It’s the second half of the alphabet …
N is for Nieve
Yet another Euskaltel alumni, Mikel Nieve hails from Leitza in Navarre and now rides for Sky. He’s a consistent performer with a host of top ten finishes to his name, particularly in one week stage races.
He has two grand tour stages on his palmares: stage 15 of 2010 Vuelta a Espana and stage 16, the queen stage, of 2011 Giro d’Italia, which Alberto Contador said was the most difficult stage he’s ever ridden. And if Alberto thought it was tough …
O is for Orbea
Part of the Mondragon Corporation since 1969, Orbea was set up in 1840 in Eibar, the heart of the Basque country, by three brothers: Juan Manuel, Mateo, and Casimiro. They began by selling handguns with an ornate logo “OH” (Orbea Hermanos) – Orbea Brothers. After WW1, the brothers used their expertise in steel tubing to start manufacturing bikes and it’s now the largest bike manufacturer in Spain.
P is for Podium
I love podium presentations in the Basque country. Hosted by Basque presenter Inigo Asensio, with podium girls Miren and Eiharne, the sponsors award loads of prizes, leaving the victors to stagger away with their bodyweights in cheese, chorizo and all manner of delicious local goodies. They award prizes for the Most Audacious Attack, the Best Haircut (I made that up), Best Basque Rider …
Q is for Queens of the Mountain
The Bizkaia-Durango professional cycling team was set up in 2004 and has remained a women’s UCI team ever since. Cyclists such as Joane Somarriba, Gema Pascual, Emma Johansson, Shara Gillow and more recently Ane Santesteban and Anna Sanchis have raced for the squad. The team has already recorded wins this season in a few Spanish races but they’ll be looking to impress in early June in their home race, Durango Durango Emakumeen Saria.
R is for Rioja
The Vuelta a La Rioja, once a three-day stage race, was reduced to a one-day event in 2009. The race in the heart of the Basque wine-producing region is a sprint-fest and the last two editions have been won by Michael Matthews (2014) and Caleb Ewan (2015), both from Orica-GreenEDGE. This is a team that does well in the Basque country, but it has inside knowledge – Directeur Sportif Neil Stephens lives there.
S is for Sammy Sanchez
Samu is an honorary Basque by virtue of having ridden for the Basque development squad before joining Euskaltel, where for many years he was the team’s leading rider. A gold medallist at the 2008 Beijing Olympics, he’s also won Pais Vasco in 2012 and a stage in the 2011 Tour de France, where he was also crowned KOM.
In his third and probably last year with BMC (will someone please pass me a hankie….sob), he’s played the role of domestique deluxe for the likes of Philippe Gilbert and Tejay van Garderen.
T is for Txurruka
The diminutive Amets Txurruka comes from Etxebarria and is a popular figure at Basque races, having passed through the ranks of Euskaltel, where he won the overall combativity prize at 2007 Tour de France as a neo pro. He’s a familiar figure in breakaways but having moved across to Orica-GreenEDGE this season, he’ll now be riding in support of the Yates twins.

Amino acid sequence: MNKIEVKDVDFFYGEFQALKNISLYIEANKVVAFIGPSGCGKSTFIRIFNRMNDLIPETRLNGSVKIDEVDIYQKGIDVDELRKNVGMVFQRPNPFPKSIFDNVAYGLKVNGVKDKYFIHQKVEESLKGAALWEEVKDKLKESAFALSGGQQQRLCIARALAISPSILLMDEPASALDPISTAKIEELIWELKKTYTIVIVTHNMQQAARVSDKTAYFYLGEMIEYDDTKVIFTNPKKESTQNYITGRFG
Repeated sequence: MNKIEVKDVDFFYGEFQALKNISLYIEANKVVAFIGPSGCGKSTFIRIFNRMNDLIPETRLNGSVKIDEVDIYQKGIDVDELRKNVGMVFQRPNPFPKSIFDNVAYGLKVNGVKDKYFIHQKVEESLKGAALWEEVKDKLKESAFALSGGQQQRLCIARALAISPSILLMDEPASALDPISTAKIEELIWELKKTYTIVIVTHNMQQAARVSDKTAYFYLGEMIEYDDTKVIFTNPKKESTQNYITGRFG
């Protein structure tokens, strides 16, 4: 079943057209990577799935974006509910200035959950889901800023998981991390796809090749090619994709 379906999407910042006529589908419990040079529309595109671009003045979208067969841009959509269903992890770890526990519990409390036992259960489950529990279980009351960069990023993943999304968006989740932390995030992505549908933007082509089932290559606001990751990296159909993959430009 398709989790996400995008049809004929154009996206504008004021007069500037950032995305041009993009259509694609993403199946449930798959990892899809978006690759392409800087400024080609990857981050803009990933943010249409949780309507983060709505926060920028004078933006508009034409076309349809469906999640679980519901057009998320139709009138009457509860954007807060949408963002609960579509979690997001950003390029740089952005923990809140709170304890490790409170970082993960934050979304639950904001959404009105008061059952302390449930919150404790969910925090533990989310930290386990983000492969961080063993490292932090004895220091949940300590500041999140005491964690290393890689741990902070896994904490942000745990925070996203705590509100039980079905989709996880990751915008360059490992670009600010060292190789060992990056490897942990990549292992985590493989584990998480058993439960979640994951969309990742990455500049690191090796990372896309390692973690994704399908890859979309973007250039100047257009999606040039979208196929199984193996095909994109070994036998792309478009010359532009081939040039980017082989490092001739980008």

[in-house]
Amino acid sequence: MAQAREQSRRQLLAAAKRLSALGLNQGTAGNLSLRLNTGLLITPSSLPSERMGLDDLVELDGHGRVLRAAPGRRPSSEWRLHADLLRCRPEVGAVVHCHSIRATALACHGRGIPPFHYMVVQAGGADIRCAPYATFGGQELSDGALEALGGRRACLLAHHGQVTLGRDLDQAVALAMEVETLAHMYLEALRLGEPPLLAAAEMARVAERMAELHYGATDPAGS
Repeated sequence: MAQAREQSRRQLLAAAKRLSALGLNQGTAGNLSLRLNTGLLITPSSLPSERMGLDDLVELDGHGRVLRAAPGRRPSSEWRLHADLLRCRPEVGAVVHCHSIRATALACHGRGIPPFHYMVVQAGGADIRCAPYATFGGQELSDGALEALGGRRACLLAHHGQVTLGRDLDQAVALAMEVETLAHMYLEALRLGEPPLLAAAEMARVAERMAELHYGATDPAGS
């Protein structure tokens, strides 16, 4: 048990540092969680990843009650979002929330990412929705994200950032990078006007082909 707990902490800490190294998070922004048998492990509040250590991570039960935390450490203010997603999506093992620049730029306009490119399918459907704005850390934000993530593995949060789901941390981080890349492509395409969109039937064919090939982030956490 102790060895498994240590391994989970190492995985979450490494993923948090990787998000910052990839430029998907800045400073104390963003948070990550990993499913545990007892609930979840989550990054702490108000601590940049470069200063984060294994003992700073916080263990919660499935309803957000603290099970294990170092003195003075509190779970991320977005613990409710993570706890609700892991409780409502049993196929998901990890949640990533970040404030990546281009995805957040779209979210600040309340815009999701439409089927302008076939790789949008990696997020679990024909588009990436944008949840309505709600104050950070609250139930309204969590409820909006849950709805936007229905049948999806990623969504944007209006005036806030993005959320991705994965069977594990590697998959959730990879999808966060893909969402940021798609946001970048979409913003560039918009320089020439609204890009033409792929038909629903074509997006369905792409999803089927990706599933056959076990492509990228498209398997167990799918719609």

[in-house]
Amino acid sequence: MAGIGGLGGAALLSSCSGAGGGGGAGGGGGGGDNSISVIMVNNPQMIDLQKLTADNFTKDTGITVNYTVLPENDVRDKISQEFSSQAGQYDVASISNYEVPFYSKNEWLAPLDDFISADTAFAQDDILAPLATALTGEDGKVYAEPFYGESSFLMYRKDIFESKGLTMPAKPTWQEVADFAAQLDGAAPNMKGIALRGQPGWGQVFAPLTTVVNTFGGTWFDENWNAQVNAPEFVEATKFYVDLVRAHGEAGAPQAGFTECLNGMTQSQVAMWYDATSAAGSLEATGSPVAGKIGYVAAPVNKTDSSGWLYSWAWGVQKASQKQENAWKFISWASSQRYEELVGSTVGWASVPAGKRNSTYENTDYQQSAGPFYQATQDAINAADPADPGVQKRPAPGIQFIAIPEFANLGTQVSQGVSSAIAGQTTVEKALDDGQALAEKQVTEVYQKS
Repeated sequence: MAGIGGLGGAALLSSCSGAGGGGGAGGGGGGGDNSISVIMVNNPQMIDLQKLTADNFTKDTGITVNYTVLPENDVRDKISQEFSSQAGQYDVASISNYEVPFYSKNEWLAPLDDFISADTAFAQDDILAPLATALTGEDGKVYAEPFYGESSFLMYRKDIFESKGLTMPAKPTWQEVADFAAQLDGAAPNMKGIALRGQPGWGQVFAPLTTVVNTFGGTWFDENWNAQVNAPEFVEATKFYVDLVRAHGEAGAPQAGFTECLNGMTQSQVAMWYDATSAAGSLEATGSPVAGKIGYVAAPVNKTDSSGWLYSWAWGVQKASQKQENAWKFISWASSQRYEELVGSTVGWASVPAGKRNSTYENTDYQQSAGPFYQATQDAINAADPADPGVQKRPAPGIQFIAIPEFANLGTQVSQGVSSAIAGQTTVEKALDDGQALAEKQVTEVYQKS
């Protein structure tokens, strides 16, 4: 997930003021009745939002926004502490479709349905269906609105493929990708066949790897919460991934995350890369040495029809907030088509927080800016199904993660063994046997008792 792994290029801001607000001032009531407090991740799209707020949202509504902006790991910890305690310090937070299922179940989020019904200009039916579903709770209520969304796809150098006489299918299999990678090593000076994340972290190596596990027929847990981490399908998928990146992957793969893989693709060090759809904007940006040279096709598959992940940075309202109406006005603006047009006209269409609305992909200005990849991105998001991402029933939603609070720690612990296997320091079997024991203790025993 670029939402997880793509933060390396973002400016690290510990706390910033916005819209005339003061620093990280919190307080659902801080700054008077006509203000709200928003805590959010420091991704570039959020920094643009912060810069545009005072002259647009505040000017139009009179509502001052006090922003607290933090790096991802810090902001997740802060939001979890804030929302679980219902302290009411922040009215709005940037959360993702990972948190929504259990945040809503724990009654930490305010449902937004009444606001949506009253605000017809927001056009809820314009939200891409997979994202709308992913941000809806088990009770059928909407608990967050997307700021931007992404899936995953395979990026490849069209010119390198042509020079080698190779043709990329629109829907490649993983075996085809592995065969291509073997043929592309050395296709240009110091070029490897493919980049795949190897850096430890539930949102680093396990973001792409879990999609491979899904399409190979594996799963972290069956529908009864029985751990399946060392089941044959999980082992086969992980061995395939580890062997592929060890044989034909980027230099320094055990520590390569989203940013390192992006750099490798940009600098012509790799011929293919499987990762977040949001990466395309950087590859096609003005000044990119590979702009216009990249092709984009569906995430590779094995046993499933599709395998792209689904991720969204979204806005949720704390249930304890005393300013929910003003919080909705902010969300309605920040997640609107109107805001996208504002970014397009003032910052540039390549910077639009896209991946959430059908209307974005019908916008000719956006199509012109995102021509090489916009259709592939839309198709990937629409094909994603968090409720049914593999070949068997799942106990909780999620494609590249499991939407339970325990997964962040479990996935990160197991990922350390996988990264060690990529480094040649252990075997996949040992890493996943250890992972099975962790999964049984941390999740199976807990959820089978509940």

U is for Urkiola
The Subida a Urkiola was a one-day race on the UCI Europe Tour that appears to have permanently dropped off the calendar. It began in 1931 and took place in Biscay around Durango. The last winner in 2009 was Igor Anton.
V is for Vuelta Ciclista al Pais Vasco
Known locally as Euskal Herriko txirrindulari itzulia, (which is why they use #itzulia on Twitter), this event is considered to be one of the more challenging stage races on the WorldTour – no flat stages, just plenty of mountains and a lumpy time trial. While climbs in the Basque country are not long, they are short, sharp and steep.
The race was first run in 1924, and won by Frenchman Francis Pelissier and features in the palmares of Gino Bartali, Jacques Anquetil, Sean Kelly, Stephen Roche and Alberto Contador, to name a few. It’s possibly one of the few races that Eddy Merckx never won while Jose Antonio Gonzalez won it four times (1972, 1975, 1977, 1978). The race was also famously featured in Ernest Hemingway’s novel The Sun Also Rises.
W is for Weather
The Basque country is green for a reason. It rains, a lot! The Basques even have a word for that light, misty rain that seems to never stop – it’s txirimiri.
X is for X-treme weather
The 2013 Vuelta al Pais Vasco suffered heavy snow after a week of torrential rain but that didn’t stop the boys racing or halt the Basque fans in their tracks.
Y is for Young Riders
The Basque Country still has a Continental squad, Euskadi Basque Country – Murias, with 14 young Basque riders. Imanol Estevez recorded the team’s first victory on stage 1 of the recent Volta ao Alentejo and recorded consistent top five placings this season and last, but he’s just one of a number of promising young Basque riders that the area supports and nurtures. Long may it continue!
Z is for Zubeldia
Famous for his five top ten placings in the Tour de France, 38-year-old Haimar Zubeldia was born in Usurbil but currently resides in the neighbouring seaside town of Zarautz. He turned pro with Euskaltel-Euskadi at 21 and two years later won Euskal Bizikleta and finished runner-up in the Criterium du Dauphine. He now rides for Trek-Segafredo, along with Markel Irizar.
Since his 2015 participation, he’s the Spanish rider with the most Tour starts, a record previously held by five-time winner Miguel Indurain and Jose Vicente Garcia Acosta. The former has his own race, GP Miguel Indurain, in Estella, the Saturday before the Vuelta al Pais Vasco, while the latter is working as a DS at Movistar.
Header image: Team Euskadi Basque Country – Murias from their website